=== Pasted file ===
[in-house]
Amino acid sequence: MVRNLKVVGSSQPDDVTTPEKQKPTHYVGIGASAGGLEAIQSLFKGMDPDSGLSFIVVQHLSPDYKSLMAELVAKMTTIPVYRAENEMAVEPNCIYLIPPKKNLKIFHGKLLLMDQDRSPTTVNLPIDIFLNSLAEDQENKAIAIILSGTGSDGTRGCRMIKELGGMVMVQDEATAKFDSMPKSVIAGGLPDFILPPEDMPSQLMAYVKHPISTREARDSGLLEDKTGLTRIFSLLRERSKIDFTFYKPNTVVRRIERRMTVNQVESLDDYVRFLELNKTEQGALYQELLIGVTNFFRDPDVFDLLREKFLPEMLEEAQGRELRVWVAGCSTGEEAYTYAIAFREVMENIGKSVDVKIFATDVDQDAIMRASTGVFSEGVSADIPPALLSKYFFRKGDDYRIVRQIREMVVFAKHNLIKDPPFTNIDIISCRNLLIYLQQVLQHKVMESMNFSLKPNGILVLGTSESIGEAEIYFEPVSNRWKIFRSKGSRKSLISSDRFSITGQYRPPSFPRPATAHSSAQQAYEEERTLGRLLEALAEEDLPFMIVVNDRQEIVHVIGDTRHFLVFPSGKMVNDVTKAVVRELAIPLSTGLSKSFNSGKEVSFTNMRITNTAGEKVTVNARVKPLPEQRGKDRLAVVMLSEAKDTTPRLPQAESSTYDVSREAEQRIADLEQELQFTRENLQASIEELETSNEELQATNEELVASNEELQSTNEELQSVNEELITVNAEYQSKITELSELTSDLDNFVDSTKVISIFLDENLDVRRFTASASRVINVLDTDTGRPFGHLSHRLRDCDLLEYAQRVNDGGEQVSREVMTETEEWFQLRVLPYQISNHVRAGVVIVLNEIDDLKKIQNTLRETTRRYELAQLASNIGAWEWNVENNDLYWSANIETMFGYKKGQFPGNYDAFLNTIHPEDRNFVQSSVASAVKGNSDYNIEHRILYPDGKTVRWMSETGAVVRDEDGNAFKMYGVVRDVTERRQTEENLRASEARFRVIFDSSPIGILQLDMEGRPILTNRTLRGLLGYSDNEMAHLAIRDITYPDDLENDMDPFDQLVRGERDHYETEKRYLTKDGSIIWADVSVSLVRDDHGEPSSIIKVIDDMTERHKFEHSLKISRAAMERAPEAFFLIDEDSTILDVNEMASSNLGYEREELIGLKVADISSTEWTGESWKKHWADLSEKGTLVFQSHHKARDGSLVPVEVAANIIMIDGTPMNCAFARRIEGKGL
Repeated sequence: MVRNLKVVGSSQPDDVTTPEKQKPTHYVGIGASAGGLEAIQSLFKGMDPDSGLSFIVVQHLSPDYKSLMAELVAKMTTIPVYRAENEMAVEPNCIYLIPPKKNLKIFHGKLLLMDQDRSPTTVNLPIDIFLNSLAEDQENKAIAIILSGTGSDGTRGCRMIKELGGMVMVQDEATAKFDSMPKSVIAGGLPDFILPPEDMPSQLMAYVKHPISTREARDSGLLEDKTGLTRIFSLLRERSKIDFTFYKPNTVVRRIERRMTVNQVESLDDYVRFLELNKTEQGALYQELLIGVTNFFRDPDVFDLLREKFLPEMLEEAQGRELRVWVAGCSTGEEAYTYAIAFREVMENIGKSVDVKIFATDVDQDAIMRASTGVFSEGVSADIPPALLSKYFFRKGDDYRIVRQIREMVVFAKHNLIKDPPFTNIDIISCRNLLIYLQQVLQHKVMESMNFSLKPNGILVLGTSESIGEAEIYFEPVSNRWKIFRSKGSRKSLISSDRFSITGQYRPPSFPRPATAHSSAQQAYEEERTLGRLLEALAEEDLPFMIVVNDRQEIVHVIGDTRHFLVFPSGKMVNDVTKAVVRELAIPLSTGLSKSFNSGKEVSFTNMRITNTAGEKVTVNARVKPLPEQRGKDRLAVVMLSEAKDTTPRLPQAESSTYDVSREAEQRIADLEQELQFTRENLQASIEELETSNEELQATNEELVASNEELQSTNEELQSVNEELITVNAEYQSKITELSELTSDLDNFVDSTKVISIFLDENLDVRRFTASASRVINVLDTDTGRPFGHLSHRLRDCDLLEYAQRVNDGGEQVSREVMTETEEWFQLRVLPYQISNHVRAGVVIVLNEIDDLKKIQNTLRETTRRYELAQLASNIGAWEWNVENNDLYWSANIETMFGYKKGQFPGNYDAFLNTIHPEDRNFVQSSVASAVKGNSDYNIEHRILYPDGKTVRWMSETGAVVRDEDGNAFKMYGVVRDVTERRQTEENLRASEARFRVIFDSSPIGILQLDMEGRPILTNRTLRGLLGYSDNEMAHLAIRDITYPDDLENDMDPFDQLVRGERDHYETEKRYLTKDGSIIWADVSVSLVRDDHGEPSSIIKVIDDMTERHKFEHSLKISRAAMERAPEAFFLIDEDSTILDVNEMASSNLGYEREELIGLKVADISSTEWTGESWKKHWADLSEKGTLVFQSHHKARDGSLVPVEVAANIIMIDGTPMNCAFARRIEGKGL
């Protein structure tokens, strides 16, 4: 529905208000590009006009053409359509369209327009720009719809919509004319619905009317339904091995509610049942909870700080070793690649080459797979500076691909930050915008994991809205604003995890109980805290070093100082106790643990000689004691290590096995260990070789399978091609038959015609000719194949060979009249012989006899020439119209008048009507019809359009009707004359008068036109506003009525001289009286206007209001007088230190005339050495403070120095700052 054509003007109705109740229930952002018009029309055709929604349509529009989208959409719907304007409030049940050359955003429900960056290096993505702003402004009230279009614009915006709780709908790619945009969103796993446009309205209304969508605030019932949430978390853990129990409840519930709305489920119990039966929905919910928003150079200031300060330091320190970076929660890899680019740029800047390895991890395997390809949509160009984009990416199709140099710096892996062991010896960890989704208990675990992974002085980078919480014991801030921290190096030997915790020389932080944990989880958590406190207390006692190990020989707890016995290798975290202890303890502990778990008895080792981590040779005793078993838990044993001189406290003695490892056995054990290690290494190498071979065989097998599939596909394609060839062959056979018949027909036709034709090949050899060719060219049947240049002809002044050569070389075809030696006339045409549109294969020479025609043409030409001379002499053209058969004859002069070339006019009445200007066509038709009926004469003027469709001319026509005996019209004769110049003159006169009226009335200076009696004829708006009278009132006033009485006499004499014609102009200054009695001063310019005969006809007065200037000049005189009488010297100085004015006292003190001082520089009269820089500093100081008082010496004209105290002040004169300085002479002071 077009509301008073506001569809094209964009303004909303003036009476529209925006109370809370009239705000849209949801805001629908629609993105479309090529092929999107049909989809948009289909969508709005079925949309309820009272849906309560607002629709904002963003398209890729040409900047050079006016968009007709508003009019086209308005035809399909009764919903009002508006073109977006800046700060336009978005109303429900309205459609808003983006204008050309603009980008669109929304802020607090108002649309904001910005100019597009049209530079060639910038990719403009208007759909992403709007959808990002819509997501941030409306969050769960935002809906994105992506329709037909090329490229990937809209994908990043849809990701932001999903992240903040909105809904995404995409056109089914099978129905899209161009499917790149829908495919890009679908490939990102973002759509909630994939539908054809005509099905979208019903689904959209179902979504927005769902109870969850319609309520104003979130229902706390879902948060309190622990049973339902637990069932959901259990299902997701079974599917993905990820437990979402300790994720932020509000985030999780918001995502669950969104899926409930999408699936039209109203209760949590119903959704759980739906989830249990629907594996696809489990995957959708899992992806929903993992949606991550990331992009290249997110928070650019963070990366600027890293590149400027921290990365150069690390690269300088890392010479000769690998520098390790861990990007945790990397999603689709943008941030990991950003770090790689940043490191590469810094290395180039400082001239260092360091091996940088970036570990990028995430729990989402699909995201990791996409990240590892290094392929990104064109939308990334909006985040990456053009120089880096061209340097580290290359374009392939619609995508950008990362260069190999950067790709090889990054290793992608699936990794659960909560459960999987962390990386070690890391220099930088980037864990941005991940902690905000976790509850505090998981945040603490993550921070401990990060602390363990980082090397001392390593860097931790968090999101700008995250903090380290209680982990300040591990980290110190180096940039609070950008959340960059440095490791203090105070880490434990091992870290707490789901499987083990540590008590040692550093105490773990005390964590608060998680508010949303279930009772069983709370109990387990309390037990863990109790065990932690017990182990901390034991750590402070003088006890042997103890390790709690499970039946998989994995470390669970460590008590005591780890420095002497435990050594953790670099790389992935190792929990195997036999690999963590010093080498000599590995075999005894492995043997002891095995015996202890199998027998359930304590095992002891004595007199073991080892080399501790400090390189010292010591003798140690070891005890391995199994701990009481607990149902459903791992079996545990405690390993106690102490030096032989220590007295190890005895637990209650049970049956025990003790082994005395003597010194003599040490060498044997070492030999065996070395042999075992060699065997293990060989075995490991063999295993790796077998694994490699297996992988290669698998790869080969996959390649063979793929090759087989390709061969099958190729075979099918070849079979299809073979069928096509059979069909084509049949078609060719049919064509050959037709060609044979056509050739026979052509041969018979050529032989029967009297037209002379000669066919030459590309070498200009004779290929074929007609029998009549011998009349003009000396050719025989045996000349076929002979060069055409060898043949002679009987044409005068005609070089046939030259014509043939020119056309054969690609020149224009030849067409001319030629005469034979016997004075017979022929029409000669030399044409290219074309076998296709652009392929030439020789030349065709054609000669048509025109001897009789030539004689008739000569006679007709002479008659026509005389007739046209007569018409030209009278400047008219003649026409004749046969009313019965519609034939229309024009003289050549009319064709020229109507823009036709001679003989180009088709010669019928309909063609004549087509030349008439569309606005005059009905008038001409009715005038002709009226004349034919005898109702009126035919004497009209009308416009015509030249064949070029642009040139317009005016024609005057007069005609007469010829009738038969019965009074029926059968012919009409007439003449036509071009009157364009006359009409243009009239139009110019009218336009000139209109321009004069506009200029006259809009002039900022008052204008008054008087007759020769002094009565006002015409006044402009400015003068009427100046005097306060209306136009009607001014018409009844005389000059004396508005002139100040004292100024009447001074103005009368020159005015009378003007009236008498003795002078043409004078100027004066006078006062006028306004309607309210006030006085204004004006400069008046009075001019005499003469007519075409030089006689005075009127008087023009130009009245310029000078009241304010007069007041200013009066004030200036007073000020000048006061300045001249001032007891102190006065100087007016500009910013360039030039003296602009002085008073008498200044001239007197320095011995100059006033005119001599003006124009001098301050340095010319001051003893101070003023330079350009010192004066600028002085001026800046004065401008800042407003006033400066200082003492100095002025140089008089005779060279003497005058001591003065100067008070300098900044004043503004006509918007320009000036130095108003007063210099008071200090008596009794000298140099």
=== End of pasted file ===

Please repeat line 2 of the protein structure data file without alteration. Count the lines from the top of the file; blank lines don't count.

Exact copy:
Amino acid sequence: MVRNLKVVGSSQPDDVTTPEKQKPTHYVGIGASAGGLEAIQSLFKGMDPDSGLSFIVVQHLSPDYKSLMAELVAKMTTIPVYRAENEMAVEPNCIYLIPPKKNLKIFHGKLLLMDQDRSPTTVNLPIDIFLNSLAEDQENKAIAIILSGTGSDGTRGCRMIKELGGMVMVQDEATAKFDSMPKSVIAGGLPDFILPPEDMPSQLMAYVKHPISTREARDSGLLEDKTGLTRIFSLLRERSKIDFTFYKPNTVVRRIERRMTVNQVESLDDYVRFLELNKTEQGALYQELLIGVTNFFRDPDVFDLLREKFLPEMLEEAQGRELRVWVAGCSTGEEAYTYAIAFREVMENIGKSVDVKIFATDVDQDAIMRASTGVFSEGVSADIPPALLSKYFFRKGDDYRIVRQIREMVVFAKHNLIKDPPFTNIDIISCRNLLIYLQQVLQHKVMESMNFSLKPNGILVLGTSESIGEAEIYFEPVSNRWKIFRSKGSRKSLISSDRFSITGQYRPPSFPRPATAHSSAQQAYEEERTLGRLLEALAEEDLPFMIVVNDRQEIVHVIGDTRHFLVFPSGKMVNDVTKAVVRELAIPLSTGLSKSFNSGKEVSFTNMRITNTAGEKVTVNARVKPLPEQRGKDRLAVVMLSEAKDTTPRLPQAESSTYDVSREAEQRIADLEQELQFTRENLQASIEELETSNEELQATNEELVASNEELQSTNEELQSVNEELITVNAEYQSKITELSELTSDLDNFVDSTKVISIFLDENLDVRRFTASASRVINVLDTDTGRPFGHLSHRLRDCDLLEYAQRVNDGGEQVSREVMTETEEWFQLRVLPYQISNHVRAGVVIVLNEIDDLKKIQNTLRETTRRYELAQLASNIGAWEWNVENNDLYWSANIETMFGYKKGQFPGNYDAFLNTIHPEDRNFVQSSVASAVKGNSDYNIEHRILYPDGKTVRWMSETGAVVRDEDGNAFKMYGVVRDVTERRQTEENLRASEARFRVIFDSSPIGILQLDMEGRPILTNRTLRGLLGYSDNEMAHLAIRDITYPDDLENDMDPFDQLVRGERDHYETEKRYLTKDGSIIWADVSVSLVRDDHGEPSSIIKVIDDMTERHKFEHSLKISRAAMERAPEAFFLIDEDSTILDVNEMASSNLGYEREELIGLKVADISSTEWTGESWKKHWADLSEKGTLVFQSHHKARDGSLVPVEVAANIIMIDGTPMNCAFARRIEGKGL